So I had some limitations of what I could fit in the space without spending a whole lot of cash. I knew I was going to be restricted in the size of the sofa bed and needed something that worked.
As luck would have it I found a sofa bed at IKEA(God bless them) that was the absolute perfect fit... but, I didn't much care for the colour... I was really looking for something that was a bit more neutral.
On a return visit to IKEA, I came across a geometric patterned throw cushion that inspired me. The entire room was based of the colour combination and blocking found in the fabric. It was perfect. It also gave me the opportunity to continue using the orange accent colour found throughout the rest of the space.
The wall behind the sofa becomes a focal point with the large scale graphic print and paired wall sconces. The combination of fabrics adds visual texture to this otherwise monochromatic vignette.
The wood motif continues to repeat throughout the space. Here the wooden chest of drawers is paired with wood venetian blinds, a wood framed mirror and modern dark wood chair. These items have a weight and robust masculinity to them, that is nicely paired with some of the more feminine elements in the room.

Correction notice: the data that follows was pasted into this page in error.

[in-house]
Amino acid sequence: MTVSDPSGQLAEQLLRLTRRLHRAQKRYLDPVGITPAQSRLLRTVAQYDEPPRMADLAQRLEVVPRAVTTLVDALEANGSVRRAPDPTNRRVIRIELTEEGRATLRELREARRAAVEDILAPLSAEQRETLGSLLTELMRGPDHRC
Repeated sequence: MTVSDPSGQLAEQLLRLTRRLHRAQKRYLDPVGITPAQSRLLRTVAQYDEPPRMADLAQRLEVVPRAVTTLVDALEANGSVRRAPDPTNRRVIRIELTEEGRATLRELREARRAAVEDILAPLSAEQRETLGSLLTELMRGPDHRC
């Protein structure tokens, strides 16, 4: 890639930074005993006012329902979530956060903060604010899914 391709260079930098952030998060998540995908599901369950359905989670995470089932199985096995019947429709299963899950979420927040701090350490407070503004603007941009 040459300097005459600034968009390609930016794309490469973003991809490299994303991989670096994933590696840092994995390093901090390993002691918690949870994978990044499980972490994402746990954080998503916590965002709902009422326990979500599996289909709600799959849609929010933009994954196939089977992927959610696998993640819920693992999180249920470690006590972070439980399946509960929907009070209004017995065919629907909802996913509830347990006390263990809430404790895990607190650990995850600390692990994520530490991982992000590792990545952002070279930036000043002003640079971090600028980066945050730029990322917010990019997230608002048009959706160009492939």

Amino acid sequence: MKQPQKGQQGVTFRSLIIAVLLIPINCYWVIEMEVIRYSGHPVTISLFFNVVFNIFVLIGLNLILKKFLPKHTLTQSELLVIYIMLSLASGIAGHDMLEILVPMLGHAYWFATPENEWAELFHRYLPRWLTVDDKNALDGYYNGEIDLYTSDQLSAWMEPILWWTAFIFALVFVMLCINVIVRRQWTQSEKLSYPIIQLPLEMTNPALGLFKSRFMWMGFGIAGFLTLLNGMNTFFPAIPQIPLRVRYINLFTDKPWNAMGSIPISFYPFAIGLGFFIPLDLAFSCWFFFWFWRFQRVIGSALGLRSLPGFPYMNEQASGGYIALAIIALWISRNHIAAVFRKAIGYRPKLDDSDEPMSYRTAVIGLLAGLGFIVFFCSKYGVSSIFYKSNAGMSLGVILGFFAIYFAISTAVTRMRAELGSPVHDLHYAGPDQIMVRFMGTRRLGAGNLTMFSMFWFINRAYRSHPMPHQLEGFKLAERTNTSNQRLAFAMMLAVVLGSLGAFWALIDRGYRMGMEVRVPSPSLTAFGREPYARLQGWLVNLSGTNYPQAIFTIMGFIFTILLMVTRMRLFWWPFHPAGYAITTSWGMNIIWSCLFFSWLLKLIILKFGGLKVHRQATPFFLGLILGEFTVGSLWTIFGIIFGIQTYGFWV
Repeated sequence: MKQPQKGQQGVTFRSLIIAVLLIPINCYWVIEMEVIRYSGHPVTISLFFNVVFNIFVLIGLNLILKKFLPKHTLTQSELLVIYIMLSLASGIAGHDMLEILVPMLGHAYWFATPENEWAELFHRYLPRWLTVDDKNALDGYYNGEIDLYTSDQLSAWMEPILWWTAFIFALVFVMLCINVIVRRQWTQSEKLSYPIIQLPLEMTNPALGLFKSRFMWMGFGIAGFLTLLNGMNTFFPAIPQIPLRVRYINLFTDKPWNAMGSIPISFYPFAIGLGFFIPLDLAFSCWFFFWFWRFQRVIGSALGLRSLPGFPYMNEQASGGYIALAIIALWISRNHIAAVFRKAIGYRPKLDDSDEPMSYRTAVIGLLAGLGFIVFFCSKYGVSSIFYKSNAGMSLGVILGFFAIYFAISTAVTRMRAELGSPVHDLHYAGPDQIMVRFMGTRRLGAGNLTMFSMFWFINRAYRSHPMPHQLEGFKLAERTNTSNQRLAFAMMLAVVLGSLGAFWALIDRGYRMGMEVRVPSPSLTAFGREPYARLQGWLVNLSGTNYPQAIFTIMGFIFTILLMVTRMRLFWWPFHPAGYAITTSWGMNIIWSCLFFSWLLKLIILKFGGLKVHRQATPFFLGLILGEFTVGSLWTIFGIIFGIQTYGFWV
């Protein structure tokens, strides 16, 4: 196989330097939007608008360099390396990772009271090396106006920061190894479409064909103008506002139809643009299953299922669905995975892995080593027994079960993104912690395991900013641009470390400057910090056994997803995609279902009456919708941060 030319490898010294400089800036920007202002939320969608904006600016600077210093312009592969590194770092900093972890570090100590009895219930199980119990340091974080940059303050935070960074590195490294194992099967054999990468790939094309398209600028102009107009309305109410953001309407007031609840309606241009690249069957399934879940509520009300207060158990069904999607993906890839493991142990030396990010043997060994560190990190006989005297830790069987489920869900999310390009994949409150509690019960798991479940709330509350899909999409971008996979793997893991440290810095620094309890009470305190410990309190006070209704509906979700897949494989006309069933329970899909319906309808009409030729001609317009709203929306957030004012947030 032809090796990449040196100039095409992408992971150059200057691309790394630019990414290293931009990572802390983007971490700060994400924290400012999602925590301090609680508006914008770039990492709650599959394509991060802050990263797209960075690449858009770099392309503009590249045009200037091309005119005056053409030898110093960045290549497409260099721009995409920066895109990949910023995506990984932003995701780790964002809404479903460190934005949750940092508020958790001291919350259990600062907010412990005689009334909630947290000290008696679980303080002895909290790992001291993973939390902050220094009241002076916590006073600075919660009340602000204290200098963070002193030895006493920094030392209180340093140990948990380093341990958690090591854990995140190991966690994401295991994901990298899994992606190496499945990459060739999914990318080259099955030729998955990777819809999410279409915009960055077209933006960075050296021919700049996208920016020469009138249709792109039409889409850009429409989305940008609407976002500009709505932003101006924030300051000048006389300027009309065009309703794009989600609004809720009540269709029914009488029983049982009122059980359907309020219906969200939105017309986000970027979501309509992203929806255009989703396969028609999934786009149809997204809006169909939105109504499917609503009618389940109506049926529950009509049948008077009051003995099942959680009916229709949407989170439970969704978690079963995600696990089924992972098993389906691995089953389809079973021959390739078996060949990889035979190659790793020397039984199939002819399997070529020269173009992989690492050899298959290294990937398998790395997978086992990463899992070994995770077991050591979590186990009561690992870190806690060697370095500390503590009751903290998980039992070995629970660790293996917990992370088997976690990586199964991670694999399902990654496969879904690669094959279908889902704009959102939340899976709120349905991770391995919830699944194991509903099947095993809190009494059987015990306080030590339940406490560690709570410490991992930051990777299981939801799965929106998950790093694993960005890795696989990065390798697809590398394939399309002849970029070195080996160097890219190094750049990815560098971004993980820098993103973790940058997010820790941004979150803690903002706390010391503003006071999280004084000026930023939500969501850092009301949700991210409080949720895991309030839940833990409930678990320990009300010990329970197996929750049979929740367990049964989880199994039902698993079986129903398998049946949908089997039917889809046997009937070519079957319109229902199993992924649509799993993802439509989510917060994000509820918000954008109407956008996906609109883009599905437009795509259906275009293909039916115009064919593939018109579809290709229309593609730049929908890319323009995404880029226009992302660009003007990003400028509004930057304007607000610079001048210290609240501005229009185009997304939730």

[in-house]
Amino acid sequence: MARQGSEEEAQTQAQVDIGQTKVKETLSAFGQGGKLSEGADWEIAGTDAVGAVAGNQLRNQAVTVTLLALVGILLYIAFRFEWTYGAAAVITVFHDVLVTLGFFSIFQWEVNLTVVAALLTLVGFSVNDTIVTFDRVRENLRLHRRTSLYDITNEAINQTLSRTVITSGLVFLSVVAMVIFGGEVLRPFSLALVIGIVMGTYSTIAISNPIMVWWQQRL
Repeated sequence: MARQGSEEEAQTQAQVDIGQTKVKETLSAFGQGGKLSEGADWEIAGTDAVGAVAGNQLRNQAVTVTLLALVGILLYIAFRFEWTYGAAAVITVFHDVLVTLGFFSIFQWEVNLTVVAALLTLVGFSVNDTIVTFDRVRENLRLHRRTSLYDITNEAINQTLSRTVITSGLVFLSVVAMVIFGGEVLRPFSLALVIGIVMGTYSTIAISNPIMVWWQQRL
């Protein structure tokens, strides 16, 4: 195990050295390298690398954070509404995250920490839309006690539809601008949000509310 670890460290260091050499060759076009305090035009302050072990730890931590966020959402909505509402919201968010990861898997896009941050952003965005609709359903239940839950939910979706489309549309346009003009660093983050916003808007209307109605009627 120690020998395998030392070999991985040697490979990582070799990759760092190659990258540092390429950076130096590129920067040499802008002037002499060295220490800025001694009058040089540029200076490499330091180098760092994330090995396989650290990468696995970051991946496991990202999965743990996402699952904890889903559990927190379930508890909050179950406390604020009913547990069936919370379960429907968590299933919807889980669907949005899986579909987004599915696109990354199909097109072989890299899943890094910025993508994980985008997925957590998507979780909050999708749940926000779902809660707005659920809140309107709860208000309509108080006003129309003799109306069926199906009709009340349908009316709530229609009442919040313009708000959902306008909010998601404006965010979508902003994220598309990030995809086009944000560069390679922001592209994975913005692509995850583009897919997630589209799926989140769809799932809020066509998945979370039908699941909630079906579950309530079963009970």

The room is colour blocked with two walls painted in pumpkin orange, the third wall in a steel grey with a slight blue undertone and the fourth left neutral in white. The orange accent colour is used on a larger scale to promoted creativity and warmth in the studio space.
The orange walls, paired with the framed Vogue Magazine covers and painted graphic, are used to offset the heaviness of the wood elements.
The room has an overall Retro 60's feel to it, and it is juxtaposed with the modern and crisp aluminum pieces like the lamp and picture frame to create visual interest. The stark white accents help to reinforce that juxtaposition.
The wall opposing the painted graphic in the hallway gave me a great opportunity to showcase a small image vignette. Not only does this take advantage of the wall space, but it also aids in balancing the heaviness of the sprawling motif. Darker images were selected, and the wainscoting was painted a deep shade of grey to counter the weight of the black pattern. Overall, the feel is a geometric one, which is a nice juxtaposition against the organic quality of the mural.
So this is the last notable portion of the main living space. The doorway. It is highlighted as an architectural element in the room with the addition of the floating shelving suspended above it. It offers the opportunity to add some much needed storage, while allowing me to again, use the accent colour, orange in a very graphic way. The doorway also acts like a frame showcasing the graphic mural painted throughout the hallway.
The Graphic sprawls past my studio space and stops before the entrance to my bedroom.
(Pretty nuts eh?)
Here is a vignette of one of the walls in my main living space across from my office area.